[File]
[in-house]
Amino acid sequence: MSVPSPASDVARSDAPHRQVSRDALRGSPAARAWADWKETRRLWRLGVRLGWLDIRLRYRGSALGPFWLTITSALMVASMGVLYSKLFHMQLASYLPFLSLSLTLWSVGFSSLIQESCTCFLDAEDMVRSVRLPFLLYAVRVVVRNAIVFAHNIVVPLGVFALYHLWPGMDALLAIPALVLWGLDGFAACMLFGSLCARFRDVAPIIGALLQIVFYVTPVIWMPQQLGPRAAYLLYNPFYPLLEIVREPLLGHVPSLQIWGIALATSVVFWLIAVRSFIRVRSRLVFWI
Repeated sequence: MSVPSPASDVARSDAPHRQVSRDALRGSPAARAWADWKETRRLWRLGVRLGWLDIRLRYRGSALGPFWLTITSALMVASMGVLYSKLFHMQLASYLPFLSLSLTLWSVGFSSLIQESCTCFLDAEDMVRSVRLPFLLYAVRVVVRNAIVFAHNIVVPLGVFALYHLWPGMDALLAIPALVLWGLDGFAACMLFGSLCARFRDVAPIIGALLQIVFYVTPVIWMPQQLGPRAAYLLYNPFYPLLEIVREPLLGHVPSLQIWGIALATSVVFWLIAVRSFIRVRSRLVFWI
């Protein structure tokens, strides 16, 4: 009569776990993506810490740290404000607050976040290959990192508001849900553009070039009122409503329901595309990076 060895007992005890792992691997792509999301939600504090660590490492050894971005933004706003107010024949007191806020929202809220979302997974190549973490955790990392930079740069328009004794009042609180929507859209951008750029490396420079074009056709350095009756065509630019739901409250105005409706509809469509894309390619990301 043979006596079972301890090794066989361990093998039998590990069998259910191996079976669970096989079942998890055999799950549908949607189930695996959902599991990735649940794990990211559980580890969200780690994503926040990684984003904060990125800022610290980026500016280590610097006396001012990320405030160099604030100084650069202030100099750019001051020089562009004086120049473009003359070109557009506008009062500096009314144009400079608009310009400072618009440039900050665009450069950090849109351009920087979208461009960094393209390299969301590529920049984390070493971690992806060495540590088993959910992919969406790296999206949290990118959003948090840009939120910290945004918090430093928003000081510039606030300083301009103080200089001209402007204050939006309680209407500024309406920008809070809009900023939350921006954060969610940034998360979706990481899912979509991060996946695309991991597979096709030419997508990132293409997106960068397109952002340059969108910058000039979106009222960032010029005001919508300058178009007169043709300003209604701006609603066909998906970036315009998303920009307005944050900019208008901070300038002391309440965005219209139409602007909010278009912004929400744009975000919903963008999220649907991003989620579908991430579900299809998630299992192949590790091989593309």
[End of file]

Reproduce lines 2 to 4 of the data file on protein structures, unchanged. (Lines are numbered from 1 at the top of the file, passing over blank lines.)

Amino acid sequence: MSVPSPASDVARSDAPHRQVSRDALRGSPAARAWADWKETRRLWRLGVRLGWLDIRLRYRGSALGPFWLTITSALMVASMGVLYSKLFHMQLASYLPFLSLSLTLWSVGFSSLIQESCTCFLDAEDMVRSVRLPFLLYAVRVVVRNAIVFAHNIVVPLGVFALYHLWPGMDALLAIPALVLWGLDGFAACMLFGSLCARFRDVAPIIGALLQIVFYVTPVIWMPQQLGPRAAYLLYNPFYPLLEIVREPLLGHVPSLQIWGIALATSVVFWLIAVRSFIRVRSRLVFWI
Repeated sequence: MSVPSPASDVARSDAPHRQVSRDALRGSPAARAWADWKETRRLWRLGVRLGWLDIRLRYRGSALGPFWLTITSALMVASMGVLYSKLFHMQLASYLPFLSLSLTLWSVGFSSLIQESCTCFLDAEDMVRSVRLPFLLYAVRVVVRNAIVFAHNIVVPLGVFALYHLWPGMDALLAIPALVLWGLDGFAACMLFGSLCARFRDVAPIIGALLQIVFYVTPVIWMPQQLGPRAAYLLYNPFYPLLEIVREPLLGHVPSLQIWGIALATSVVFWLIAVRSFIRVRSRLVFWI
């Protein structure tokens, strides 16, 4: 009569776990993506810490740290404000607050976040290959990192508001849900553009070039009122409503329901595309990076 060895007992005890792992691997792509999301939600504090660590490492050894971005933004706003107010024949007191806020929202809220979302997974190549973490955790990392930079740069328009004794009042609180929507859209951008750029490396420079074009056709350095009756065509630019739901409250105005409706509809469509894309390619990301 043979006596079972301890090794066989361990093998039998590990069998259910191996079976669970096989079942998890055999799950549908949607189930695996959902599991990735649940794990990211559980580890969200780690994503926040990684984003904060990125800022610290980026500016280590610097006396001012990320405030160099604030100084650069202030100099750019001051020089562009004086120049473009003359070109557009506008009062500096009314144009400079608009310009400072618009440039900050665009450069950090849109351009920087979208461009960094393209390299969301590529920049984390070493971690992806060495540590088993959910992919969406790296999206949290990118959003948090840009939120910290945004918090430093928003000081510039606030300083301009103080200089001209402007204050939006309680209407500024309406920008809070809009900023939350921006954060969610940034998360979706990481899912979509991060996946695309991991597979096709030419997508990132293409997106960068397109952002340059969108910058000039979106009222960032010029005001919508300058178009007169043709300003209604701006609603066909998906970036315009998303920009307005944050900019208008901070300038002391309440965005219209139409602007909010278009912004929400744009975000919903963008999220649907991003989620579908991430579900299809998630299992192949590790091989593309």